The new president of the Boy Scouts of America has claimed that attempting to repeal a ban on gay adult members would provoke a split in the movement.

Robert Gates – who is former director of the CIA, and oversaw the repeal of Don’t Ask Don’t Tell in the US military as Defence Secretary – was elected President of the BSA on Thursday.

Speaking to supporters at the meeting, he said he would have gone further than just repealing the ban on gay youth members, but said he “fully accepts” the earlier decision.

He said: “I was prepared to go further than the decision that was made.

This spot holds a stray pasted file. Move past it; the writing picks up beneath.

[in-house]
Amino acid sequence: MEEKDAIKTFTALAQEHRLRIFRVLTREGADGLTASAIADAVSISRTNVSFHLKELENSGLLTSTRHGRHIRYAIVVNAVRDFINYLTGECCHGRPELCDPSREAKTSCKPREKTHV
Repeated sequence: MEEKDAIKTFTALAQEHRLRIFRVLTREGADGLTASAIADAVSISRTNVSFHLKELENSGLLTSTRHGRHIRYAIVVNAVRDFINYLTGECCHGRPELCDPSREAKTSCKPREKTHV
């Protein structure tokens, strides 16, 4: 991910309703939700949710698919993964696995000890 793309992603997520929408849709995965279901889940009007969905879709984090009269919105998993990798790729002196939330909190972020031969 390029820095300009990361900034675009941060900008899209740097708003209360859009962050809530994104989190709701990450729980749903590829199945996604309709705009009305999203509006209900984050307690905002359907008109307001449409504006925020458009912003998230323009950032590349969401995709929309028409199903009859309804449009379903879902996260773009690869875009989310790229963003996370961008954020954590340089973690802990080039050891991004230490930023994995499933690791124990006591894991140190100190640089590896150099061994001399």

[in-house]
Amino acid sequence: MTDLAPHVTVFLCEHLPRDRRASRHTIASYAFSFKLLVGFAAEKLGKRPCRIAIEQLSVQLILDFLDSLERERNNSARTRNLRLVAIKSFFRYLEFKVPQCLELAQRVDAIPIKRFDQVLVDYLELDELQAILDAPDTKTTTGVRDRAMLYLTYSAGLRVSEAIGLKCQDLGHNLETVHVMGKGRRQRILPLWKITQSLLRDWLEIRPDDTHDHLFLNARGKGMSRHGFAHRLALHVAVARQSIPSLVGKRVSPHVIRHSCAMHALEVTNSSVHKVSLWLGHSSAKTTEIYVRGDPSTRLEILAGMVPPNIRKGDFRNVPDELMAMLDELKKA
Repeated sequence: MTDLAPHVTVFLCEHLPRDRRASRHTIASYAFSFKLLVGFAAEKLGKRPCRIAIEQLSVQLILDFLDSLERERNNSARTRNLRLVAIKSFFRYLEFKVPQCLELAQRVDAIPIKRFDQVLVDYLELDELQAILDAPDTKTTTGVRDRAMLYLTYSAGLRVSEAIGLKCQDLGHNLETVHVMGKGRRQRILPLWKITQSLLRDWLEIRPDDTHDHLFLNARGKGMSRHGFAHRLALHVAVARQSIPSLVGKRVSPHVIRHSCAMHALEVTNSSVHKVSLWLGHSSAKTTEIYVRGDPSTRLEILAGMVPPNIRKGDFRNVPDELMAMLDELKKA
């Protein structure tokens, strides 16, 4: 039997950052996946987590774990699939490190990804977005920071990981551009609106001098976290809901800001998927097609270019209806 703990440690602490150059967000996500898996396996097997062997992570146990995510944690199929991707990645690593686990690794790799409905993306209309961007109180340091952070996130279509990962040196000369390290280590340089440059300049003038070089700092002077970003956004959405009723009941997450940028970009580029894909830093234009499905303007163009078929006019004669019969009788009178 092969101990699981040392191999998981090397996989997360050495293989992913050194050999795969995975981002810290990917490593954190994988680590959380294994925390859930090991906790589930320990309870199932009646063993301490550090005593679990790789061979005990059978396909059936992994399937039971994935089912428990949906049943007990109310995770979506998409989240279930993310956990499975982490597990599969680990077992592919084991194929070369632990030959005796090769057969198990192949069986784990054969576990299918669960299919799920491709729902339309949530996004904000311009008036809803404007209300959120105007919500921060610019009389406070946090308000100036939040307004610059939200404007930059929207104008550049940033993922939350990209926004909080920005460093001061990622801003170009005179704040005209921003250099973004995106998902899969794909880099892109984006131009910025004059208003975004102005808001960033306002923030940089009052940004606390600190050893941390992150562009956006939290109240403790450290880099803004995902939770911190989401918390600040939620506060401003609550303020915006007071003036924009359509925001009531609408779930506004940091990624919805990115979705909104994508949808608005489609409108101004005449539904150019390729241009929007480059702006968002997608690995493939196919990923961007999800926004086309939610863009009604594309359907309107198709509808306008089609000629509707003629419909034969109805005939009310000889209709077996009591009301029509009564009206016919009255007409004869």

“In all candor, I would have supported going further, as I did in opening the way for gays to serve in the CIA and in the military.

“I would have supported having gay Scoutmasters, but at the same time, I fully accept the decision that was democratically arrived at by 1,500 volunteers from across the entire country.

“Given the strong feelings involved on both sides of this matter, I believe strongly that to re-open the membership issue or try to take last year’s decision to the next step would irreparably fracture and perhaps even provoke a formal, permanent split in this movement – with the high likelihood neither side would subsequently survive on its own.”

Arizona Eagle Scout Garrett Bryant was ejected from the organisation last month, after he was accidentally outed by friends on Facebook.

The BSA revoked the affiliation of Troop 98 in Seattle entirely, after members stood by the group’s openly gay scout master Geoff McGrath.